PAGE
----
Name the locale and CED has probably got it covered.
Last time, Bruder discussed such provocative matters as CED’s process (in good, old-fashioned layman’s terms!) of being the middleman between adult-film production companies and broadcasters worldwide; the workings of content licensing; Bruder’s other film corporation, BRI (Bruder Releasing Inc.), a non-porn, mainstream-release distribution company handling everything from children’s movies to slasher titles; and, of course, how Marc fell into this whole crazy business.
This time, we get a bit more intimate.
That is to say we’ll be learning more about the man behind the business as much as the business itself; focusing on Marc’s service in the Vietnam War and as a probation officer in southern California, and how such grueling experiences not only changed his view of life but also deeply instilled in him a strict and (as you’ll soon agree) quite laudable business ethic. Bruder also reveals CED’s exciting expansions into very foreign—and relatively more conservative—territories around the planet; delicate issues pertaining to broadcastegulations; the crucial ongoing battle with piracy and the possible (and quite feasible!) cures for such ongoing problems. Bruder strikes you as a highly upbeat, immensely likeable, incredibly energetic fellow in his fifties who began CED (and BRI) back in 1985, with 2010 marking their 25th year in business. Hooray!
Our chat with Marc was conducted in Bruder’s cozy, nondescript office at CED’s headquarters in beautiful Santa Monica, Calif.
XBIZ: Marc, aside from receiving a BA in psychology from the University of California Northridge, you also have an MBA from Pepperdine University. Yet how much of your business philosophy at both CED and BRI has been self-taught?
MARC BRUDER: Well, aside from the degrees, being in Vietnam for two years and my six-year service as a Los Angeles county deputy probation Officer all kind of gave me some experience to work in our industry. (laughs)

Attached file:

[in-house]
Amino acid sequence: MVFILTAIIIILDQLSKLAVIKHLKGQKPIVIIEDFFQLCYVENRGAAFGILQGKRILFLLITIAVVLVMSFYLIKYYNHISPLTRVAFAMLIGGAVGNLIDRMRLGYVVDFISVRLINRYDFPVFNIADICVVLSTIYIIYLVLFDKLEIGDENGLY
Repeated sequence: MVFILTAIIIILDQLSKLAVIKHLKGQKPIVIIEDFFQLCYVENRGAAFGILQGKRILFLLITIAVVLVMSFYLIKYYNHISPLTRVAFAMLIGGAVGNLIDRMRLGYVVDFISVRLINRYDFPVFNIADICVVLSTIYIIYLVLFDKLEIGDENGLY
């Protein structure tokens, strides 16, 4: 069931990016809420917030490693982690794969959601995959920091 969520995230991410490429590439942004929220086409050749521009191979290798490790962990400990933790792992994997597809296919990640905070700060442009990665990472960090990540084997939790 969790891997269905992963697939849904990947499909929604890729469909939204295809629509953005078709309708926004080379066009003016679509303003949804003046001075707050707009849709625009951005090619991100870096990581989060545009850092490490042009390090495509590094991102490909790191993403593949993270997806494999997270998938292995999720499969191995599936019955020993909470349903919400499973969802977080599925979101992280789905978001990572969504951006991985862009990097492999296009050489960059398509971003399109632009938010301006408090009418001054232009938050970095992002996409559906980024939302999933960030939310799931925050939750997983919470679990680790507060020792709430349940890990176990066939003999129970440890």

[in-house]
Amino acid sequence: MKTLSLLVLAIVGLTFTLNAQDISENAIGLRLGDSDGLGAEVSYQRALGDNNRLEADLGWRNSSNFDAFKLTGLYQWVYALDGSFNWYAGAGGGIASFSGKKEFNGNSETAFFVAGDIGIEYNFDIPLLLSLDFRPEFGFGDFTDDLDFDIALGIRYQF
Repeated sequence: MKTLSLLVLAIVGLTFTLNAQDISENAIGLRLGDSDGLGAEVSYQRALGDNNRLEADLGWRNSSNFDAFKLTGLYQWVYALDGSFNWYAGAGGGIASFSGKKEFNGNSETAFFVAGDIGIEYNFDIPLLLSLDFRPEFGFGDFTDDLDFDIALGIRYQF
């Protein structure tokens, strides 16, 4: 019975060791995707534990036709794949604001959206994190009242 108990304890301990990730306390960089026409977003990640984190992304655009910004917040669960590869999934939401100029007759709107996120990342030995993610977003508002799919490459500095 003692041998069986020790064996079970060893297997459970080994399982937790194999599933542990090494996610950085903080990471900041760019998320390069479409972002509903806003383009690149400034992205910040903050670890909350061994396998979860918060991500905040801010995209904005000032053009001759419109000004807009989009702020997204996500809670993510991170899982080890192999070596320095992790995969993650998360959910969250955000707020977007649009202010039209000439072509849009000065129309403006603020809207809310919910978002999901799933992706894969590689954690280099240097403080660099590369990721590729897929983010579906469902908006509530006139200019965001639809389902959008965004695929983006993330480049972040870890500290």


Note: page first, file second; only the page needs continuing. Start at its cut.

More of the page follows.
XBIZ: Fair enough. Well, would you mind telling us a little about your service in the Vietnam War?
BRUDER: We were in the first MIUWS (Mobile Inshore Undersea Warfare Surveillance) Teams, which were attached to SEAL teams, and we were on swift boats or PBRs — Patrol Boat Rivers. Crazy stuff.
And what I’ve come to learn about this industry— and life in general—are that the words “honor,” “ethics,” “loyalty” and “pride” are not just sales buzzwords that you use while wearing shined shoes to try and make a deal. These words are the way you live your life. The way you deal with people. How you should look at your business. When I say our business involves “total disclosure” with our clients. That means that the client can absolutely be next to me while we’re opening up the mail. He sees the reports we see. We remit the producers their royalty and CED retains its fee. That’s it. No questions unanswered. And that’s the way it has to work. And that type of business ethic will also keep you in business; let you sleep well at night, and actually allow you to make friends with your clients. As my mother says, “People like to do business with people they like.” Such a simple adage. Be honest. Have integrity.
XBIZ: And do you have fun with your job?
BRUDER: Are you kidding? I love this job. Love it!It’s exciting. Thank goodness I’m not a probation officer anymore. (laughs)
XBIZ: Which begs yet another question: How about talking a little about being a probation officer?